var environment = cmdarray[2];
                   var envprops = String(showEnvironmentProperties(message, "applicationName", environment));                       
                   console.log('envprops is lookForDeployMessages: ' + envprops);
                       text: envprops
                       text: 'Please supply an environment id, eg deploybot: ' + CMD_SHOWENV_PROPS +' 6aedfef9-4f53-43c4-9746-8a362ab271d6'
          } else (command.indexOf(CMD_RESTARTWIBOT) > 0){
               if(cmdarray.length >= 4){
                  var build = cmdarray[2];
                   var environment = cmdarray[3];
                  var output = String(restartWibot(message, environment, build));
                       text: output
                       text: 'Please supply a build and environment id, eg deploybot: ' + CMD_RESTARTWIBOT + '201604011-2234 6aedfef9-4f53-43c4-9746-8a362ab271d6'
               }     }else if(command.indexOf(CMD_HELP) > 0){
                   text: 'currently supported commands are showEnvironments, showEnvironmentProperties <environmentId>, restartWibot <buildId> <environmentId>, and help'         });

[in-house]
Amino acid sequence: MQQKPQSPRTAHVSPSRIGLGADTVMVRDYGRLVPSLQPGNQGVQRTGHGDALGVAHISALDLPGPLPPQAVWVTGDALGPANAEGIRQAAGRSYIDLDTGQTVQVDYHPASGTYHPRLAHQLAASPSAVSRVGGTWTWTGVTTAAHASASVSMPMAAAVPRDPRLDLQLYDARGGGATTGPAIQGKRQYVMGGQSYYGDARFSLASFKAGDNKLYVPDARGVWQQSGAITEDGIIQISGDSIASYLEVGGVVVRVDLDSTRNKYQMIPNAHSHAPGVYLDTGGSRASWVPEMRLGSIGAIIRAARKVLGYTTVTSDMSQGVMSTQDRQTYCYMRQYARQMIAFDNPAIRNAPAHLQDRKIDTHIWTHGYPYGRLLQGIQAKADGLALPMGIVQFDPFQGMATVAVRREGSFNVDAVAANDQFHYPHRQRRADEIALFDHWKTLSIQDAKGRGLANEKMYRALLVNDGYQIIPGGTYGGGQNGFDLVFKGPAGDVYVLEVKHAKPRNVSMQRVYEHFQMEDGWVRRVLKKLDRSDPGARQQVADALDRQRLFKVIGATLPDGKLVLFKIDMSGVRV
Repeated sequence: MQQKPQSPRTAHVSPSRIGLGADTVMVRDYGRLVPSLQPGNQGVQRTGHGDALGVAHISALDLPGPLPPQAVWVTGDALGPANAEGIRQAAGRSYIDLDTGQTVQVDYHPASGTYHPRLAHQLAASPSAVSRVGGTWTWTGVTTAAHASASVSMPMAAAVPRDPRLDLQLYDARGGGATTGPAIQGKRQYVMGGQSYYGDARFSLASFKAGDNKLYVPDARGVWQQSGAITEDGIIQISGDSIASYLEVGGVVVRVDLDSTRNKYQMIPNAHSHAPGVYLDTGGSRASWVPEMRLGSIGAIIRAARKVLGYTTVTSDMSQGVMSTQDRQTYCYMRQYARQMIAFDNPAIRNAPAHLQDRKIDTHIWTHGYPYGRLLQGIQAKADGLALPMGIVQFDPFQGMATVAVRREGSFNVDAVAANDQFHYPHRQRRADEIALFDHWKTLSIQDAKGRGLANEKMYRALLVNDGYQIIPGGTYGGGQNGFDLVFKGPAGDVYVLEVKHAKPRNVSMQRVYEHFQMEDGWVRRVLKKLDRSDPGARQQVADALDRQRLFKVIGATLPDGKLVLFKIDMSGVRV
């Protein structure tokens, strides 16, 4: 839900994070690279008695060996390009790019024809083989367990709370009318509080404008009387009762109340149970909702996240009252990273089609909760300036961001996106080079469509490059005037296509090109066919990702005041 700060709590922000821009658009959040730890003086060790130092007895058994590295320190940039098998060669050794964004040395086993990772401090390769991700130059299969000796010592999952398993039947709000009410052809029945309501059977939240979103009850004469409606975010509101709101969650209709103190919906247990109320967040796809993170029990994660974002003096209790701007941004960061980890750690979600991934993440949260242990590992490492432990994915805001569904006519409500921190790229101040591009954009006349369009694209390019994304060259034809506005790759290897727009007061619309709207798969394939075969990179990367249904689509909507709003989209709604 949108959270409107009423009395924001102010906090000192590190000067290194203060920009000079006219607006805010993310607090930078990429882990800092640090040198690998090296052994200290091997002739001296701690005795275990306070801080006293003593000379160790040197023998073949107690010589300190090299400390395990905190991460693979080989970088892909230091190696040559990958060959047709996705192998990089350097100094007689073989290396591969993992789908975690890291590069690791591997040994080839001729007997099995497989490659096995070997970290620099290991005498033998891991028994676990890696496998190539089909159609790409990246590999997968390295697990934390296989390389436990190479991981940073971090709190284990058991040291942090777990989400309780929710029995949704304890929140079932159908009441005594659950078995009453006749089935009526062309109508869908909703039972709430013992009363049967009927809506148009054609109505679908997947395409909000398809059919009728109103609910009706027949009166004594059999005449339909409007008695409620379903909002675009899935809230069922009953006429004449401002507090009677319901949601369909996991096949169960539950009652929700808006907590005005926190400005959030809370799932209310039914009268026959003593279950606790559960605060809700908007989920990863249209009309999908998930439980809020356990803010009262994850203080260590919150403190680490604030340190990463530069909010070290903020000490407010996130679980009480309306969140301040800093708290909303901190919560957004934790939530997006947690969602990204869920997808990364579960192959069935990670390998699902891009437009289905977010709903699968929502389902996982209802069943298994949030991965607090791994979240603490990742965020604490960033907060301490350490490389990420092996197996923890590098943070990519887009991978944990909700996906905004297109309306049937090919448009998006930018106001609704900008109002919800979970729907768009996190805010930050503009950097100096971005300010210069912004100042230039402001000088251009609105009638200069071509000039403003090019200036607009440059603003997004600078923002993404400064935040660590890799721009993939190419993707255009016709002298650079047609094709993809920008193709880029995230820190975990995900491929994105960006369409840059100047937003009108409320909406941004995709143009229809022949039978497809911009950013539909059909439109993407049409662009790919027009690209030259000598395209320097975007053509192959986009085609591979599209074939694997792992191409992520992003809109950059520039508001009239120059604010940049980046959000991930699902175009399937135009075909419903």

text: 'Did not understand your request: ' + match
       } //end of lookForDeployMessages
    • There are a lot of ways to create a command parser; this is just one.  In the interest of time, we chose to use something that is more UNIX command-based, than, say, natural language based.  That would be one way to enhance the chat bot in the future.
    • At the end of the sample file, you can see where we tell the bot what to key in on in the Slack channel content.  The key line of code looks like this:
      sess.on(/jazznetdeploy:\s.*/i, lookForDeployMessages);

      This line of code tells the session object that when it encounters the pattern “jazznetdeploy:” it will invoke the lookForDeployMessages method against the message content.  Without this, our bot won’t listen to anything happening in Slack.  There is some code in the sample file, right below the sess.on call, that logs our bot startup results either to Slack or to the error console.